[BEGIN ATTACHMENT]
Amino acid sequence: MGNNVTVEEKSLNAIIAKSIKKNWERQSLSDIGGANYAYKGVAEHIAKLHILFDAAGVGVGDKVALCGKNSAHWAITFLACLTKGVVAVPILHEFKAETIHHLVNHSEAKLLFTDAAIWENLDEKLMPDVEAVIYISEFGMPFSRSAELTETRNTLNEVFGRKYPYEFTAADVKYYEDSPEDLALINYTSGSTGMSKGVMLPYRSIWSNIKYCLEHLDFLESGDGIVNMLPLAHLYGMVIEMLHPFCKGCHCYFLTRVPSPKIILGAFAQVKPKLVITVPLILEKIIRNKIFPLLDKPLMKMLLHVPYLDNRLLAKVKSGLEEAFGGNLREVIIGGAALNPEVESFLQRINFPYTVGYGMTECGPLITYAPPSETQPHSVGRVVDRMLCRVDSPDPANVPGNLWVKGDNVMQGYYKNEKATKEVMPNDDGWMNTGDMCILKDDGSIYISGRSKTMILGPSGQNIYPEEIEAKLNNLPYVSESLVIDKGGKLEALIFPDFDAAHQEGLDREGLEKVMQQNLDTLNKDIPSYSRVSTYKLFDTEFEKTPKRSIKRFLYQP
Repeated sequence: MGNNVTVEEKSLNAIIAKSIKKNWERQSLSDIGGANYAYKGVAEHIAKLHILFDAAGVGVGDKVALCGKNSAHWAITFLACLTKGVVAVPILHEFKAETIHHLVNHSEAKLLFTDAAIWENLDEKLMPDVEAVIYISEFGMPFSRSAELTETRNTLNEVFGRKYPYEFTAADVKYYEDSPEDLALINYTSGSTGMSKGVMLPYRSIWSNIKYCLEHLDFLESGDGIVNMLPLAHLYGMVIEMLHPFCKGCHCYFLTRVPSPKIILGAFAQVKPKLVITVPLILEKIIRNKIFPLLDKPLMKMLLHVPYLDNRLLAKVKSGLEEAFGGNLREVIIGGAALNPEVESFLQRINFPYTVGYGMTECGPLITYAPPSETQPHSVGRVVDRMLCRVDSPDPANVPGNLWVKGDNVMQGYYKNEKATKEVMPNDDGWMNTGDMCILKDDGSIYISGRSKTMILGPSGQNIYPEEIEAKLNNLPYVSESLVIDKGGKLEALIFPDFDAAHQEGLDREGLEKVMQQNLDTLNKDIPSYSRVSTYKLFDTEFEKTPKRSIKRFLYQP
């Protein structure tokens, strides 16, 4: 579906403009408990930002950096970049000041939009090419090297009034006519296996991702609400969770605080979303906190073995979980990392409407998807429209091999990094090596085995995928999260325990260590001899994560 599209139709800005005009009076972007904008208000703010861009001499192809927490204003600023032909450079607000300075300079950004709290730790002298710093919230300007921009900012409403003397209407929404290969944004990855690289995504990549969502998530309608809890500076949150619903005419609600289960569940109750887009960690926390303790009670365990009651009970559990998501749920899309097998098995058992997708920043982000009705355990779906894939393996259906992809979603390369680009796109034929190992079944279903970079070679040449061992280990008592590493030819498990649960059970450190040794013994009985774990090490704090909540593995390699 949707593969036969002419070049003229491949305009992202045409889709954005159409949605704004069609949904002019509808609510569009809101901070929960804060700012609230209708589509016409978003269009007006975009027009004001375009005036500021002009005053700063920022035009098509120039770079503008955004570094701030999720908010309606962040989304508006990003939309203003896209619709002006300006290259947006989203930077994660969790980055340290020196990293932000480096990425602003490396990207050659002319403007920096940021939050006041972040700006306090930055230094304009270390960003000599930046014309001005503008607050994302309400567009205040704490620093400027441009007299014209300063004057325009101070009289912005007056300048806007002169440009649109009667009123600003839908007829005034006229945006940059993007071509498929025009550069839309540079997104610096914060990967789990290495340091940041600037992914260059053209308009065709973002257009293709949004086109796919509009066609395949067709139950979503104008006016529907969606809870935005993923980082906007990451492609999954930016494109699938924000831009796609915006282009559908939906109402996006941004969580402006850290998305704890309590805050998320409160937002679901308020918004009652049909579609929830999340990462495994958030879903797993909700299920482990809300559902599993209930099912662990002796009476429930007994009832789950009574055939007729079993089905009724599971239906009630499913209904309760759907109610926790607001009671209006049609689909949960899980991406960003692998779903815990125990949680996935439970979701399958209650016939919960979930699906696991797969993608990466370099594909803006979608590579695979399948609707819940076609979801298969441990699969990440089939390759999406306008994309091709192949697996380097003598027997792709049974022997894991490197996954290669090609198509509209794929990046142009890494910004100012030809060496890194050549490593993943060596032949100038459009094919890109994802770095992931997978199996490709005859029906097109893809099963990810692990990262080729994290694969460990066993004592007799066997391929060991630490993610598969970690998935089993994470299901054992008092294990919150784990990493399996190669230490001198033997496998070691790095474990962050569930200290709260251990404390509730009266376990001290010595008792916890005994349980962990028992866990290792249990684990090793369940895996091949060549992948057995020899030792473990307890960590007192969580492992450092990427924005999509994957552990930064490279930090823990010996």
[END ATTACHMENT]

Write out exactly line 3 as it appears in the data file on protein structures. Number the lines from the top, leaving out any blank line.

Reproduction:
């Protein structure tokens, strides 16, 4: 579906403009408990930002950096970049000041939009090419090297009034006519296996991702609400969770605080979303906190073995979980990392409407998807429209091999990094090596085995995928999260325990260590001899994560 599209139709800005005009009076972007904008208000703010861009001499192809927490204003600023032909450079607000300075300079950004709290730790002298710093919230300007921009900012409403003397209407929404290969944004990855690289995504990549969502998530309608809890500076949150619903005419609600289960569940109750887009960690926390303790009670365990009651009970559990998501749920899309097998098995058992997708920043982000009705355990779906894939393996259906992809979603390369680009796109034929190992079944279903970079070679040449061992280990008592590493030819498990649960059970450190040794013994009985774990090490704090909540593995390699 949707593969036969002419070049003229491949305009992202045409889709954005159409949605704004069609949904002019509808609510569009809101901070929960804060700012609230209708589509016409978003269009007006975009027009004001375009005036500021002009005053700063920022035009098509120039770079503008955004570094701030999720908010309606962040989304508006990003939309203003896209619709002006300006290259947006989203930077994660969790980055340290020196990293932000480096990425602003490396990207050659002319403007920096940021939050006041972040700006306090930055230094304009270390960003000599930046014309001005503008607050994302309400567009205040704490620093400027441009007299014209300063004057325009101070009289912005007056300048806007002169440009649109009667009123600003839908007829005034006229945006940059993007071509498929025009550069839309540079997104610096914060990967789990290495340091940041600037992914260059053209308009065709973002257009293709949004086109796919509009066609395949067709139950979503104008006016529907969606809870935005993923980082906007990451492609999954930016494109699938924000831009796609915006282009559908939906109402996006941004969580402006850290998305704890309590805050998320409160937002679901308020918004009652049909579609929830999340990462495994958030879903797993909700299920482990809300559902599993209930099912662990002796009476429930007994009832789950009574055939007729079993089905009724599971239906009630499913209904309760759907109610926790607001009671209006049609689909949960899980991406960003692998779903815990125990949680996935439970979701399958209650016939919960979930699906696991797969993608990466370099594909803006979608590579695979399948609707819940076609979801298969441990699969990440089939390759999406306008994309091709192949697996380097003598027997792709049974022997894991490197996954290669090609198509509209794929990046142009890494910004100012030809060496890194050549490593993943060596032949100038459009094919890109994802770095992931997978199996490709005859029906097109893809099963990810692990990262080729994290694969460990066993004592007799066997391929060991630490993610598969970690998935089993994470299901054992008092294990919150784990990493399996190669230490001198033997496998070691790095474990962050569930200290709260251990404390509730009266376990001290010595008792916890005994349980962990028992866990290792249990684990090793369940895996091949060549992948057995020899030792473990307890960590007192969580492992450092990427924005999509994957552990930064490279930090823990010996």